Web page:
When I was in Costa Rica
I decided to go bungee jumping (with much encouragement from my then-boyfriend, who had gone bungee jumping at the original site in New
I had never had an interest in bungee jumping before, but my interest
was piqued when several guys from the hostel I was staying in went and
couldn't stop talking about how great it was. I mentioned the
idea in an email to Ex who responded with, "Do it. Don't
think, just do it. You'll be fine." I contacted Tropical Bungee
and set up a time
for the next day. Now that they were going to pick me up from
my hostel, I had no excuse.
I told several people what I was doing, but not my mother. I
figured I'd call her after the fact so as not to worry her before the
So the day of I felt sick and could only eat six guaba newtons (just
about the greatest food on the planet). I was picked up at 1 pm,
and nearly an hour later found myself in Naranja, on a jump
platform, 265 feet (80 m) up, about to fall 220 feet (68 m).
There were three people
across the bridge with another company but I was the only one in my
company. Cool thing, these two companies don't really compete with
each other but rather watch out for each other and each other's
customers. The woman on the other side who was getting strapped up
told me I looked terrified. She was totally calm.
I couldn't do it; I
couldn't look calm.
I admit, I was scared out of my gourd. They kept telling me not to
look down, which is so much easier said than done. I didn't have my
glasses on, and that was bad enough. If I had perfect vision, I
probably would've puked. The dudes had to count me down something like
3 times, and it took a 14-year-old who had gone, and who looked like
Cousin Aaron, telling me I'd be OK before I could go. However, when I
finally let them finish the countdown, I did go.
With my eyes closed
until I felt my feet release.
Then I opened them.
Amazing. A few seconds of free fall, a slight snap,
and then swheeeeeing back up in the air, staring at the underside of
this old rusted no-longer-used-by-cars bridge. I wanted to close my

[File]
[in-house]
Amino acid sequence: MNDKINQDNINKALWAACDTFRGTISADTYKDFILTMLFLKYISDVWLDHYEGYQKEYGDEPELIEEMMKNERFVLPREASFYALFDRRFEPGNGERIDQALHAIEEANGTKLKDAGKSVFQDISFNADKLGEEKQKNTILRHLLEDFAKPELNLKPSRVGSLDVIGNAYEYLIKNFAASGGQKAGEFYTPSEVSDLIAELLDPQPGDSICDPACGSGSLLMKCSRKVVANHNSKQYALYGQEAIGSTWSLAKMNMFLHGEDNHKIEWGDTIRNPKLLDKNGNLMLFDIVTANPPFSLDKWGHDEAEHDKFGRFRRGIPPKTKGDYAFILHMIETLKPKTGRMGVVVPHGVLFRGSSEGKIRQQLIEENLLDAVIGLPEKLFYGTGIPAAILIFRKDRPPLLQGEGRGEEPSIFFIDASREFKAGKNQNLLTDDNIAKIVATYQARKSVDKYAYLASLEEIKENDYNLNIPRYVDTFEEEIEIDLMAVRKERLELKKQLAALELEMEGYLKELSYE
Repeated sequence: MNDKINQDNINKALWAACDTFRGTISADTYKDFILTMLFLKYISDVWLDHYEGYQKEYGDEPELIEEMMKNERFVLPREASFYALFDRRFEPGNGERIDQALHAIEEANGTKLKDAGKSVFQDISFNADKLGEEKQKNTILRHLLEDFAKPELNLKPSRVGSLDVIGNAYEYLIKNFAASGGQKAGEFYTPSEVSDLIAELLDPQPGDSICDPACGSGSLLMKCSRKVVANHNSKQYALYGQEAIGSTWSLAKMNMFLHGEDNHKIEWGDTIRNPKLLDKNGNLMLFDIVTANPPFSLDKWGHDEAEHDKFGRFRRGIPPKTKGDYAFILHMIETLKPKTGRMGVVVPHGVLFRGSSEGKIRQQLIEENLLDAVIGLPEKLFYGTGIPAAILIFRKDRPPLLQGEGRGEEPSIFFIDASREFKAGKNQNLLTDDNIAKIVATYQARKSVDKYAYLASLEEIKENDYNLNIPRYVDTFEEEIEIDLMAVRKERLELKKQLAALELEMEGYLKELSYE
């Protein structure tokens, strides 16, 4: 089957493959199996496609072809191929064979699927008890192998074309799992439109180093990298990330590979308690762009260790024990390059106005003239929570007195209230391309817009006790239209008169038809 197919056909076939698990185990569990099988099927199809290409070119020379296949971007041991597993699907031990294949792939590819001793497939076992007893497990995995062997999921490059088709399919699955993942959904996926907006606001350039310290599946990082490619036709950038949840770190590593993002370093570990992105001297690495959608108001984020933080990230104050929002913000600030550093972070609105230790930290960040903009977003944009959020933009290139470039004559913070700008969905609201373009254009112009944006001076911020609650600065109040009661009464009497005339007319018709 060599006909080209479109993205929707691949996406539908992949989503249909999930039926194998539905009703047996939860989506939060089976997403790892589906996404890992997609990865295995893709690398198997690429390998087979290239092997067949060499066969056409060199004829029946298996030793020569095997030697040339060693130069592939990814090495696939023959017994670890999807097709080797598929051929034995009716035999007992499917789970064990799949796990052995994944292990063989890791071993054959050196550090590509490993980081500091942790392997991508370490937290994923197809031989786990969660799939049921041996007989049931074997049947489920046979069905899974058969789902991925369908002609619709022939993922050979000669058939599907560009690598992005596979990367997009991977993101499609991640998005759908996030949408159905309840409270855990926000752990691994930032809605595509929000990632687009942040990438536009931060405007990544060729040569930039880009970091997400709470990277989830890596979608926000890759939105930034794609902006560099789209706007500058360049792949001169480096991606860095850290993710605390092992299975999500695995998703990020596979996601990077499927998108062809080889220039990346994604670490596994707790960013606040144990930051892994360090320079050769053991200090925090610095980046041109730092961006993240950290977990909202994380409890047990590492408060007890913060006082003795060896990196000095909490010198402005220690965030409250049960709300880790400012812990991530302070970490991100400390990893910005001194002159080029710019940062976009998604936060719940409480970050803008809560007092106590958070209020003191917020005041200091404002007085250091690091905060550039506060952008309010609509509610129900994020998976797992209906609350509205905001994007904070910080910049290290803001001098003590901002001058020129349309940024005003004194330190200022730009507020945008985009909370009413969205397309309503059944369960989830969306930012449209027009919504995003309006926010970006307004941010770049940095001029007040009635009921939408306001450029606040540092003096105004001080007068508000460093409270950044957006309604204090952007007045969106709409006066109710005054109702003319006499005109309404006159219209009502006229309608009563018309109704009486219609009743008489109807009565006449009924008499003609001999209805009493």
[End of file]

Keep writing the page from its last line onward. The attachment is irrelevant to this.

eyes but couldn't. Then swinging back and forth and bouncing up and
down and I am staring at this tropical gorge and Rio Colorado below me
and my arms are out to the side and it's...awe-inspiring and
breathtaking and I didn't even feel sick.
They lowered the carabiner and I was still spinning, so it was a while
before I caught it. I attached myself at the waist and they brought me
back up and as I was being reeled up, I gazed down at the river below
me. Interestingly, being carried up was almost scarier than bouncing up
down on the bungee even though that meant that I was attached at
I got to the top, feeling quite proud, I admit, and I said to the kid,
"You look exactly like my cousin Aaron, he's in the Air Force." The
guy, Phillip, said he wanted to be in the Air Force.
I told him I was a teacher and he said, "Wow, I think I'd be a little
scared of one of my teachers if she bungee jumped." He paused and continued, "In a good way."
I didn't choose to go again although after I was back from Naranja, I
wished I'd gone again since my "jump" was rather like a wimpy fall
off of the edge of the platform.
I now have a PAL-format video, a black t-shirt that says "My first bungee" on the back with
the outfitter's name on the front, and a bilingual Certificado de Couraje.
And an awesome story to tell my students when I teach them physics.